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Sunday, June 26, 2022

“It’s All Just Mental"

What’s the strategy for nailing a great pitch when you need to perform in ice cold water?

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Photo: Polar Bear Pitching

Editor’s note: You can follow the pitches live starting at 6pm (EET) here.

Polar Bear Pitching – one of the world’s most challenging pitching competition – is arranged today for the third time in Oulu, Finland.

While we see pitching competitions in every single startup event around the world, Polar Bear Pitching has more physically challenging aspect as well since the pitch is performed while standing in ice hole.

How have the teams prepared for the pitching?

I chatted with several teams during the pitching competition pre-event Arctic Race day – and I found three different preparing tactics among the competitors.

1. Test how long you can stay in the water – and create the pitch based on that

Essi Rautiainen from HealthOperator told that they’re going to the water with a team of three. Their pitch has been structured based on training together, since the team has tested that they can stay in the water about 2.5 minutes.

“We have been practicing in the waters of Helsinki, Vantaa and Espoo individually and together with the team,” tells Rautiainen and describes that going together to the ice hole is like a metaphor of working at a startup – it’s all about teamwork.

2. Decide how long you’ll pitch – and stay in the water for the whole time

Second strategy was introduced by Vessla co-founder Carl Kempendorf, who has moved to Oulu from Stockholm five months ago to found their startup. Kempendorf emphasizes that the staying in the cold water is more a mental challenge than physical one.

“I’ve been practicing my pitch and now it’s about two or two and a half minutes, so I have to stay in the water for that. It’s all just mental,” he tells and points out that breathing is the most important thing while getting into the water.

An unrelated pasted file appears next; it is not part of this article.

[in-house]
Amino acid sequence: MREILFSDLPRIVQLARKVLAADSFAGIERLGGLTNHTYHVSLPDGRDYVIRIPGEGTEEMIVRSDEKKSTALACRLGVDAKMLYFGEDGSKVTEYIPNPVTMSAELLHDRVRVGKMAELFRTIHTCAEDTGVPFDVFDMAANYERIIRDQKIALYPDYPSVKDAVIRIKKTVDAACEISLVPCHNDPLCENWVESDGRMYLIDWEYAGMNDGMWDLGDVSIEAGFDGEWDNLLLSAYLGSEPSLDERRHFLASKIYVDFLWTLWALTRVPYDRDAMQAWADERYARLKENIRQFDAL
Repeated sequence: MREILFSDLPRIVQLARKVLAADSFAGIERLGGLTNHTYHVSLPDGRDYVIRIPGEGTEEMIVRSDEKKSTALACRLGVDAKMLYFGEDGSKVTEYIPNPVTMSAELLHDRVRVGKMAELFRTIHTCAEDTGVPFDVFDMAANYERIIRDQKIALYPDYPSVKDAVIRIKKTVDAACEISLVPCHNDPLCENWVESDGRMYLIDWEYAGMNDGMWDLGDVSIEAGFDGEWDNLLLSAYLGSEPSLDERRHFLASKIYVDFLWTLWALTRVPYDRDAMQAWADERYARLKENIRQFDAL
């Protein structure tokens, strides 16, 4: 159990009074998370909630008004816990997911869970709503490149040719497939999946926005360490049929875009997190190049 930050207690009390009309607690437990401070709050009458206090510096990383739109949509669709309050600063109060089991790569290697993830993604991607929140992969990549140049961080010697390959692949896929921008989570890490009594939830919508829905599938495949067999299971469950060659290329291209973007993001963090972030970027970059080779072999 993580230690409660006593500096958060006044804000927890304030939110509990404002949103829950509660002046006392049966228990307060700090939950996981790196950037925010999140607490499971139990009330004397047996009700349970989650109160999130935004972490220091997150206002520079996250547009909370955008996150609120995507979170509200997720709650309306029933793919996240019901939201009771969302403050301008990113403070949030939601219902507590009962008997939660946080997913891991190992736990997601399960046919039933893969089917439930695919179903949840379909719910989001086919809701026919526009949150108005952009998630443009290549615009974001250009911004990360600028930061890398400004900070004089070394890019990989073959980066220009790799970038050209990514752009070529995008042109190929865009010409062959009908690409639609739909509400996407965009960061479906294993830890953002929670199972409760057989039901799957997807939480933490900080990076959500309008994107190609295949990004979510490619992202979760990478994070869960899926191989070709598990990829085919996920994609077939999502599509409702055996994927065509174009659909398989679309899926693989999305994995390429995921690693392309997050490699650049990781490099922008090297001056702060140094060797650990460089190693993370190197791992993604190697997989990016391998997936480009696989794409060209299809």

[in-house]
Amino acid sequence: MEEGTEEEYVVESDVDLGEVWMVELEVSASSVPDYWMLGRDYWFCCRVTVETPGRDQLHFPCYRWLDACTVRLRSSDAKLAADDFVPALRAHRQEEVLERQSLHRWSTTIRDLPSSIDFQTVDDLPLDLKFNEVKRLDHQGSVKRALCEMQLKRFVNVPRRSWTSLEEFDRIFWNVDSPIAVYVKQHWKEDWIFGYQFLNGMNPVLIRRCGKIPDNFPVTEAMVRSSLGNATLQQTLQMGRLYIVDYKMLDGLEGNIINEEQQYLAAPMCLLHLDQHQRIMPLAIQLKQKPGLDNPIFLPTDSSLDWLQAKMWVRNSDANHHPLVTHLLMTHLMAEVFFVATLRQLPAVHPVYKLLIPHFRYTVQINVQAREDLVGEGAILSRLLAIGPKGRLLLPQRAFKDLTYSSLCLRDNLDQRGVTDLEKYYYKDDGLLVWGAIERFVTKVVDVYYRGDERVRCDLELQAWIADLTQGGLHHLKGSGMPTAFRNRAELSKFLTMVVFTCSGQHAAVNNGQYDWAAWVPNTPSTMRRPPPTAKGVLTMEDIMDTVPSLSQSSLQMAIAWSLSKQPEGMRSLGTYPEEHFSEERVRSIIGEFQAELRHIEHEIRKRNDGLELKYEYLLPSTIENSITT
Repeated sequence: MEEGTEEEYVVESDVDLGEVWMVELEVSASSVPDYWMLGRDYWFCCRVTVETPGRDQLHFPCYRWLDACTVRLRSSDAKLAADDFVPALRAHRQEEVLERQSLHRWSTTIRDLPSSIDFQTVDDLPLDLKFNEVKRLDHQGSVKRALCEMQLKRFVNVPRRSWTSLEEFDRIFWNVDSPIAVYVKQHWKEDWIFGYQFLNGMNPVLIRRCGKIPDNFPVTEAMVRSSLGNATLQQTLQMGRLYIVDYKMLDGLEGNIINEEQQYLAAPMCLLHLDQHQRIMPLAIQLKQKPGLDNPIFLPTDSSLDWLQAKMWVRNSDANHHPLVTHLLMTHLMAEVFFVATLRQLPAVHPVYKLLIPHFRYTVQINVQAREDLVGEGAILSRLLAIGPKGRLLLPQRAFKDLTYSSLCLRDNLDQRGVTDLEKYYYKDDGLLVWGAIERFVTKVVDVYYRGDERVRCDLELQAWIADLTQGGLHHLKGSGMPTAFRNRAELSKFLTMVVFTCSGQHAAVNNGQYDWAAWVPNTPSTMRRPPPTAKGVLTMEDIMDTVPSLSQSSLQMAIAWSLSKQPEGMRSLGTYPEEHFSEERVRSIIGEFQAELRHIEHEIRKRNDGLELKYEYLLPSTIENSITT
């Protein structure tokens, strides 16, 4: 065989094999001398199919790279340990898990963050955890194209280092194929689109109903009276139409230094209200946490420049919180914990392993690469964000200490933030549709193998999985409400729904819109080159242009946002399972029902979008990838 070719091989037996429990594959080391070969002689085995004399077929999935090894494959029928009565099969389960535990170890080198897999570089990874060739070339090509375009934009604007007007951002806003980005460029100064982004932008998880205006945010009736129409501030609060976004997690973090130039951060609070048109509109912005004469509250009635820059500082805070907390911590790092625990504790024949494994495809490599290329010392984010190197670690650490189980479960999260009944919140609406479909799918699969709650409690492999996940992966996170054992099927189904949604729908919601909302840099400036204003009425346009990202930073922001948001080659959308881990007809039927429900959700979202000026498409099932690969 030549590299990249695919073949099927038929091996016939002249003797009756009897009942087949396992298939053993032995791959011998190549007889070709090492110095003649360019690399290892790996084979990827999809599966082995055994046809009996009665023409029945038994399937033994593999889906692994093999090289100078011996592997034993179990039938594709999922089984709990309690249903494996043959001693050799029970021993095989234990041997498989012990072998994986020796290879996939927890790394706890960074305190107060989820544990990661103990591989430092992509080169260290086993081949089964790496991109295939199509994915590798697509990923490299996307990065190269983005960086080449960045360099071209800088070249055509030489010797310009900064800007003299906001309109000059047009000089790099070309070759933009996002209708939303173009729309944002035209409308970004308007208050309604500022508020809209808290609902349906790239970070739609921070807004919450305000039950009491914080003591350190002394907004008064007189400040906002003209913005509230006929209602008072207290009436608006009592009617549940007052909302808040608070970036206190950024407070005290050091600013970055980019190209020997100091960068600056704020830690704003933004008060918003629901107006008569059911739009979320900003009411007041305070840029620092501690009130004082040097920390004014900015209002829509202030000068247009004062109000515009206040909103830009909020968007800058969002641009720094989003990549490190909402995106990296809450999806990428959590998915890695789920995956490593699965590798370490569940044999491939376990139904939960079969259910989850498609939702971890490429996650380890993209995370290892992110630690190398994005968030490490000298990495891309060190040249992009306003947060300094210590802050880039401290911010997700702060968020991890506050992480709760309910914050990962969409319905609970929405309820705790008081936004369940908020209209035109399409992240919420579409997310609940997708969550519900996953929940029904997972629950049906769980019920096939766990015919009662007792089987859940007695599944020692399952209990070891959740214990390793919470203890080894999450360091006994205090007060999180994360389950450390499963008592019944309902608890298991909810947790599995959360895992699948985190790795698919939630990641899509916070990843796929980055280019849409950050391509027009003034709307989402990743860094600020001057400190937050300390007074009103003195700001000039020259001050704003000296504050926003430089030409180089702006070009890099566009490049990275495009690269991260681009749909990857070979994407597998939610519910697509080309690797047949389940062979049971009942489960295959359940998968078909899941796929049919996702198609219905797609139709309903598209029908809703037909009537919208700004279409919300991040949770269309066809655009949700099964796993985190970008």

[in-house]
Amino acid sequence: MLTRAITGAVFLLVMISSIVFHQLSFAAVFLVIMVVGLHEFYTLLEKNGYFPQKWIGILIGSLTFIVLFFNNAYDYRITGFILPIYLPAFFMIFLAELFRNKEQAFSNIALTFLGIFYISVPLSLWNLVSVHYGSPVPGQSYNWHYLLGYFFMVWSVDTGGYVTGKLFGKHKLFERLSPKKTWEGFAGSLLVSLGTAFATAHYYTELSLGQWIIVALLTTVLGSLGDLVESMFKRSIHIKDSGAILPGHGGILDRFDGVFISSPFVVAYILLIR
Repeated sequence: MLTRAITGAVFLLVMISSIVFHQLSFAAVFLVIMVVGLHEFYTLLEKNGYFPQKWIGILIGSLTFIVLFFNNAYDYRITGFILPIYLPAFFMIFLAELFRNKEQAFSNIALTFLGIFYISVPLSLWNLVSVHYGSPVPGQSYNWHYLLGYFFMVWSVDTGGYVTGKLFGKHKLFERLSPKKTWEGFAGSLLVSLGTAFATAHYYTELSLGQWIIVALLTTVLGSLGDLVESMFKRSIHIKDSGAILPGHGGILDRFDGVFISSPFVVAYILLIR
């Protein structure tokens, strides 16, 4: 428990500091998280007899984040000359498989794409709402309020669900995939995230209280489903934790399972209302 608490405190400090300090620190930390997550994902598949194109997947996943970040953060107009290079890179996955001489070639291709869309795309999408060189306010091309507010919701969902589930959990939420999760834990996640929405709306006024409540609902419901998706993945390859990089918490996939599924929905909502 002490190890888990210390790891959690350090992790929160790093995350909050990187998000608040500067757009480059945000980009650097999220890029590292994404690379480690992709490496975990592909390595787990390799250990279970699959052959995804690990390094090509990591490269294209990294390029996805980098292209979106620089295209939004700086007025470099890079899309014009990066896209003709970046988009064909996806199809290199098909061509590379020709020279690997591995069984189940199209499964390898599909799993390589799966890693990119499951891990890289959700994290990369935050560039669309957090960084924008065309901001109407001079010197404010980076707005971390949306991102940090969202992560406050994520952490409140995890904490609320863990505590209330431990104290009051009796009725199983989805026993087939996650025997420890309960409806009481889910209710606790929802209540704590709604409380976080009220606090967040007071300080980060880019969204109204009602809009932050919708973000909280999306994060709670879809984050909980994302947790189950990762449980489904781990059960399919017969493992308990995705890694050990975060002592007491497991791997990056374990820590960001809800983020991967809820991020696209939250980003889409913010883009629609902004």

“I will be so focused on my pitch that I will forget the cold water,” says Kempendorf who has background in practicing Krav Maga, a highly effective self-defence system developed for Israeli Defence Forces.


3. Just do it

“I’ve practised my pitch, but I haven’t been testing it in water,” tells Didrik Dimmen, the Vice President of Marketing from Flow Motion Technologies. Dimmen has heard tips that it’s important to focus on breathing and get warmed up properly.

“I have more freestyle approach – I believe that it’s all about confidence,” adds Norwegian Dimmen, who describes that his pitching outfit will be “as small as possible”.

What does pitching in the ice hole show to potential investor?

While the teams are getting ready for their pitches also investors are heading to see enthusiastic and passionate entrepreneurs. But does the stamina of entrepreneur pitching in the ice hole convince the investors?

“Especially in the case of early-stage startup, yes,” reveals Sami Lampinen, the managing director of Inventure. “A likeable startup with a great story is what investors are looking for so this might all crystallize at the ice hole.” And if the startup stays in the sea for too long, the story might not be the only thing crystallizing.

The finalists competing over 10,000 euros cash prize and thousands of euros worth of other services from Catapult, Quum International and Mustakarhu are:

Live streaming starts from the marketplace of Oulu at 6pm (EET), and you can follow the pitches here. If you want some additional program on the side – play a pitching bingo that includes all clichés that we’re waiting to see tonight!

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